French publishers have long looted Montaigne's works, now slicing and dicing his prose in slim volumes for the television generation.

For more determined minds, the publication last year of a 1,975-page volume, the complete Essais plus 800 pages of explanations, indexes and commentary was a cultural event in France when it appeared. I tried to buy it at the chateau but it was not stocked there. A salesgirl told me where to find it but warned "Il vous coutera la peau des fesses!\#48#MsoNormal\#43#MsoNormal\#40#c1">Indeed, at a Bordeaux bookshop I found the beautifully printed book, its off-white paper stock, its elegant typeface and its biblical binding. I was tempted to add it to my library but decided against the 78 euro price tag.

Several new publications by English-language Montaigne specialists are also attracting attention. Prof. Terence Cave of Oxford University recently brought out "How to Read Montaigne". The latest, "The Fabulous Imagination: "On Montaigne's Essais", by Prof. Lawrence Kritzman of Dartmouth University, is due out in September.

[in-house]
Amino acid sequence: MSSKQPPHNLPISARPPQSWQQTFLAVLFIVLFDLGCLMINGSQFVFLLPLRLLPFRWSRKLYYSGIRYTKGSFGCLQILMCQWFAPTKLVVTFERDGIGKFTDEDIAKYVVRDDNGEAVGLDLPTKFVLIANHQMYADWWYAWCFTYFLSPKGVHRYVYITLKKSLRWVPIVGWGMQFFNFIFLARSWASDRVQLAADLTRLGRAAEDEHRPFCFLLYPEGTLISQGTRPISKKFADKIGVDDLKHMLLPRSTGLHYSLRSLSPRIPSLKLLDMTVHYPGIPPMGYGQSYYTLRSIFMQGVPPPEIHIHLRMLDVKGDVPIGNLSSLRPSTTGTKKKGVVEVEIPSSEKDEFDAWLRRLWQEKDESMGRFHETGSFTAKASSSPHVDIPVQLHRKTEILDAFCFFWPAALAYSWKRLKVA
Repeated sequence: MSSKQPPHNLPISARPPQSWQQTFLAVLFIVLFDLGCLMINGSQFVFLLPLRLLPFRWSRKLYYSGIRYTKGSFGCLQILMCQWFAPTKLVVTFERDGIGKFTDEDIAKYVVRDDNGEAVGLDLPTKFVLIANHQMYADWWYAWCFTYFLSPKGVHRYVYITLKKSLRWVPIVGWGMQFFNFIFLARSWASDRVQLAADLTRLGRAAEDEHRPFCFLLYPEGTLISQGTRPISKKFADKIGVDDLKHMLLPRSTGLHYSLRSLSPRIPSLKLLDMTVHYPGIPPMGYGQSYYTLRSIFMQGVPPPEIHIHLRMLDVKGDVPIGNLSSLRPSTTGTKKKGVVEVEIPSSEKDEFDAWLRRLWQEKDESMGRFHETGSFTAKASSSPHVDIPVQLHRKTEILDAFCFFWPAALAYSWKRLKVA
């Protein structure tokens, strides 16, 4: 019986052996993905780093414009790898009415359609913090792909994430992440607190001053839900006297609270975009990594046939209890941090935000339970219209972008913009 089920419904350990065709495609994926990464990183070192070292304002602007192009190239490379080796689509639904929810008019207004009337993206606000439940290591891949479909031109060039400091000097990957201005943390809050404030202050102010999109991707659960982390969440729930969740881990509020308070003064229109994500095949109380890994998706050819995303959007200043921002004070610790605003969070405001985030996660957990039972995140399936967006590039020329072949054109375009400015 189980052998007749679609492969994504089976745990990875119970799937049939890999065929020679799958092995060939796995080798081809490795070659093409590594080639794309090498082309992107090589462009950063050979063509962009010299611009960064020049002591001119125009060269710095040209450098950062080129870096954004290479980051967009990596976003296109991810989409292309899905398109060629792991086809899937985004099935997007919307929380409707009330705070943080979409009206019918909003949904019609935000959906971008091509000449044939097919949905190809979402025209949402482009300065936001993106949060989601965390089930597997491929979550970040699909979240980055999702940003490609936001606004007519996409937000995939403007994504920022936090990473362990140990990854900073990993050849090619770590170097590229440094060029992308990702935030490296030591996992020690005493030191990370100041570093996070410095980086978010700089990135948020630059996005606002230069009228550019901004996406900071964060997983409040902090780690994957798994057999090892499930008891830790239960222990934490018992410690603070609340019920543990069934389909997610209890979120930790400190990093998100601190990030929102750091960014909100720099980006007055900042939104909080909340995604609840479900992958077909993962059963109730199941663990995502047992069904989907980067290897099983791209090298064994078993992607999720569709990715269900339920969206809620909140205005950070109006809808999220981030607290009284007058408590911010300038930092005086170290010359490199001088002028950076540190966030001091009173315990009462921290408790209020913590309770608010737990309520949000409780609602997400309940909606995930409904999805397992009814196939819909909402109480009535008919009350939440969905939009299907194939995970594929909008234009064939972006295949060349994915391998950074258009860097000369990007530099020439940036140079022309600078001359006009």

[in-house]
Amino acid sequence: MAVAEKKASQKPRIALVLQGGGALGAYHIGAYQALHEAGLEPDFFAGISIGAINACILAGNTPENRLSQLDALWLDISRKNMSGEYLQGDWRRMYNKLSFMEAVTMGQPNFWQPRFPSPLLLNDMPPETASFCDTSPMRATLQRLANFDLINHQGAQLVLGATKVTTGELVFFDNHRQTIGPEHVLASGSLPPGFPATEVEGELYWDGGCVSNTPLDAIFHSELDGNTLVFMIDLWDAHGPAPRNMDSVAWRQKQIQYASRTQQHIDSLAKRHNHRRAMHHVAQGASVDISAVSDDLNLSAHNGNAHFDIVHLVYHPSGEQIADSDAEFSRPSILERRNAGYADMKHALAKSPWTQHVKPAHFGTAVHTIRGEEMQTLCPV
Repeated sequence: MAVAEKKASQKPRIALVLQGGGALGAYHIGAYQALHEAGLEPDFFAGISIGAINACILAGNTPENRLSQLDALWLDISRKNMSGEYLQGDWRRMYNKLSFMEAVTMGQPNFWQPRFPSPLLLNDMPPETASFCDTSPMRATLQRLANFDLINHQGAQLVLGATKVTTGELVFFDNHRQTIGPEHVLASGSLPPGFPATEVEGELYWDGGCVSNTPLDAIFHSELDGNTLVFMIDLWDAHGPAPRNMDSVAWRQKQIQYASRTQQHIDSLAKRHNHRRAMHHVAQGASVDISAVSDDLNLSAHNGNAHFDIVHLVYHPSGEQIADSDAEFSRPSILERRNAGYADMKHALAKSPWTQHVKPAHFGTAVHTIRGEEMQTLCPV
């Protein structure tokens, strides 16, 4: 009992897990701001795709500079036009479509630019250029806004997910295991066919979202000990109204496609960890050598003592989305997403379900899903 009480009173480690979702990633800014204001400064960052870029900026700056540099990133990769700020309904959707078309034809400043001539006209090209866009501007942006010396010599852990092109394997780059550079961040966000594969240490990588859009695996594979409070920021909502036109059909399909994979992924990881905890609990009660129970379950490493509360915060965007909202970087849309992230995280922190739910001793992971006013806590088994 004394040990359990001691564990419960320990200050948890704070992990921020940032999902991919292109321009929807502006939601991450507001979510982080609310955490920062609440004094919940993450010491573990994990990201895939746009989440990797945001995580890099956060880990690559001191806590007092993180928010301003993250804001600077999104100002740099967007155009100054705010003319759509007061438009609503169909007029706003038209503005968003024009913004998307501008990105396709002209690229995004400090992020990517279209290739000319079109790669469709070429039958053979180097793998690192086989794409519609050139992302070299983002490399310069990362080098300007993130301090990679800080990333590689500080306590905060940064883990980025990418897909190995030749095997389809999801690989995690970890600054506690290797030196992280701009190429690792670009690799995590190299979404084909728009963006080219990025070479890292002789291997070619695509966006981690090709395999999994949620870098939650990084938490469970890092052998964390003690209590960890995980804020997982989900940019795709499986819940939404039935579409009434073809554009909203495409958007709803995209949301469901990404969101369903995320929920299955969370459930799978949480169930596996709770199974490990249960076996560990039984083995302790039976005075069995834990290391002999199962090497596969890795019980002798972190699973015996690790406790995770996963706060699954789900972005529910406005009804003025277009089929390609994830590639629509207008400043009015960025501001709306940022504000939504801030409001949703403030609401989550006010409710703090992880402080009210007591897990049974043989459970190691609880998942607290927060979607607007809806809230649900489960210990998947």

How does a thinker from the 1500s keep his momentum going? Montaigne is a "very modern writer", Prof. Kritzman told me in a long talk by telephone from New Hampshire last week. "He anticipated many of the issues discussed today by critical thinkers." Among those are gender identity, physical beauty, laws and how they change, the meaning of language, and what it means to lead a good life.

Prof. Kritzman pointed out that Montaigne lifted taboos on many touchy subjects -- fear of impotence, lying, the meaning of existence, how to educate children, and how to deal with death. One of his classics discusses the pros and cons of keeping up conversation while having sex.

Modern essayists from Ralph Waldo Emerson to Roland Barthes, John Updike, George Orwell and Aldous Huxley owe him a debt of gratitude.

Montaigne could be erudite but he could also be witty, as in his description of the best marriage: Bring together "a blind woman and a deaf man." Or his warning that "whoever is weak of memory should not try being a liar." Or his contrast of university rectors to happy laborers and concluding, "I would like to be more like the laborers".